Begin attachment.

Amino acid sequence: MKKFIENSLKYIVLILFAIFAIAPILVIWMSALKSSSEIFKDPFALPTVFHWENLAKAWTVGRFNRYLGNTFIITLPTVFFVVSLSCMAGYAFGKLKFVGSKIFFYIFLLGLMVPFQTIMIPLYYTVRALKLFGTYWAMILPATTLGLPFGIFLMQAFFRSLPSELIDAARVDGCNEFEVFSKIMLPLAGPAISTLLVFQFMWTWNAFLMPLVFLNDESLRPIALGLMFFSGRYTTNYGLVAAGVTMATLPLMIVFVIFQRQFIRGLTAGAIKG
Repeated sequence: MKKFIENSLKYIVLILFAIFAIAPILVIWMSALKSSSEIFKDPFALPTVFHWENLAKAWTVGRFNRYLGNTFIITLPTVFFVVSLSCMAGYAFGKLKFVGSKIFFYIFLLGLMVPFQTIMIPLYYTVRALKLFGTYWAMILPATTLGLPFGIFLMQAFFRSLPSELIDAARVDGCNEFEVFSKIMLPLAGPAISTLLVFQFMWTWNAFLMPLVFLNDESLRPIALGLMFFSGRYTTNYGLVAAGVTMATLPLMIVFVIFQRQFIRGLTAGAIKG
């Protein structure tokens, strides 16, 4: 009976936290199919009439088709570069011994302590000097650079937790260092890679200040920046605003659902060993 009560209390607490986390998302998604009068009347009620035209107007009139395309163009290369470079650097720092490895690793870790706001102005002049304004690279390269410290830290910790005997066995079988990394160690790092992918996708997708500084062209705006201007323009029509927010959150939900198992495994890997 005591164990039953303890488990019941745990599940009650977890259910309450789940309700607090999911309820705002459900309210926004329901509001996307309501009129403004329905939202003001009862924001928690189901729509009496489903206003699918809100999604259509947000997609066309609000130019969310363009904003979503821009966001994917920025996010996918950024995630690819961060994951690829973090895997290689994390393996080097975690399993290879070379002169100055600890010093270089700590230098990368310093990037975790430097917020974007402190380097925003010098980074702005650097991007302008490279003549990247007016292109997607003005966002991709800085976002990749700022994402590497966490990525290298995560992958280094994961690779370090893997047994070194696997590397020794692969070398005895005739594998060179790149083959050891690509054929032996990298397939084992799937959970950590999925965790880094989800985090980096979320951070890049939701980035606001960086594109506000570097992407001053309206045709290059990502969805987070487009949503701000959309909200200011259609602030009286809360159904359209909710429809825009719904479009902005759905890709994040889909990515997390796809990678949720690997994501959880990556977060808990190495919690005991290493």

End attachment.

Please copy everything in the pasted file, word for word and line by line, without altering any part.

Amino acid sequence: MKKFIENSLKYIVLILFAIFAIAPILVIWMSALKSSSEIFKDPFALPTVFHWENLAKAWTVGRFNRYLGNTFIITLPTVFFVVSLSCMAGYAFGKLKFVGSKIFFYIFLLGLMVPFQTIMIPLYYTVRALKLFGTYWAMILPATTLGLPFGIFLMQAFFRSLPSELIDAARVDGCNEFEVFSKIMLPLAGPAISTLLVFQFMWTWNAFLMPLVFLNDESLRPIALGLMFFSGRYTTNYGLVAAGVTMATLPLMIVFVIFQRQFIRGLTAGAIKG
Repeated sequence: MKKFIENSLKYIVLILFAIFAIAPILVIWMSALKSSSEIFKDPFALPTVFHWENLAKAWTVGRFNRYLGNTFIITLPTVFFVVSLSCMAGYAFGKLKFVGSKIFFYIFLLGLMVPFQTIMIPLYYTVRALKLFGTYWAMILPATTLGLPFGIFLMQAFFRSLPSELIDAARVDGCNEFEVFSKIMLPLAGPAISTLLVFQFMWTWNAFLMPLVFLNDESLRPIALGLMFFSGRYTTNYGLVAAGVTMATLPLMIVFVIFQRQFIRGLTAGAIKG
């Protein structure tokens, strides 16, 4: 009976936290199919009439088709570069011994302590000097650079937790260092890679200040920046605003659902060993 009560209390607490986390998302998604009068009347009620035209107007009139395309163009290369470079650097720092490895690793870790706001102005002049304004690279390269410290830290910790005997066995079988990394160690790092992918996708997708500084062209705006201007323009029509927010959150939900198992495994890997 005591164990039953303890488990019941745990599940009650977890259910309450789940309700607090999911309820705002459900309210926004329901509001996307309501009129403004329905939202003001009862924001928690189901729509009496489903206003699918809100999604259509947000997609066309609000130019969310363009904003979503821009966001994917920025996010996918950024995630690819961060994951690829973090895997290689994390393996080097975690399993290879070379002169100055600890010093270089700590230098990368310093990037975790430097917020974007402190380097925003010098980074702005650097991007302008490279003549990247007016292109997607003005966002991709800085976002990749700022994402590497966490990525290298995560992958280094994961690779370090893997047994070194696997590397020794692969070398005895005739594998060179790149083959050891690509054929032996990298397939084992799937959970950590999925965790880094989800985090980096979320951070890049939701980035606001960086594109506000570097992407001053309206045709290059990502969805987070487009949503701000959309909200200011259609602030009286809360159904359209909710429809825009719904479009902005759905890709994040889909990515997390796809990678949720690997994501959880990556977060808990190495919690005991290493």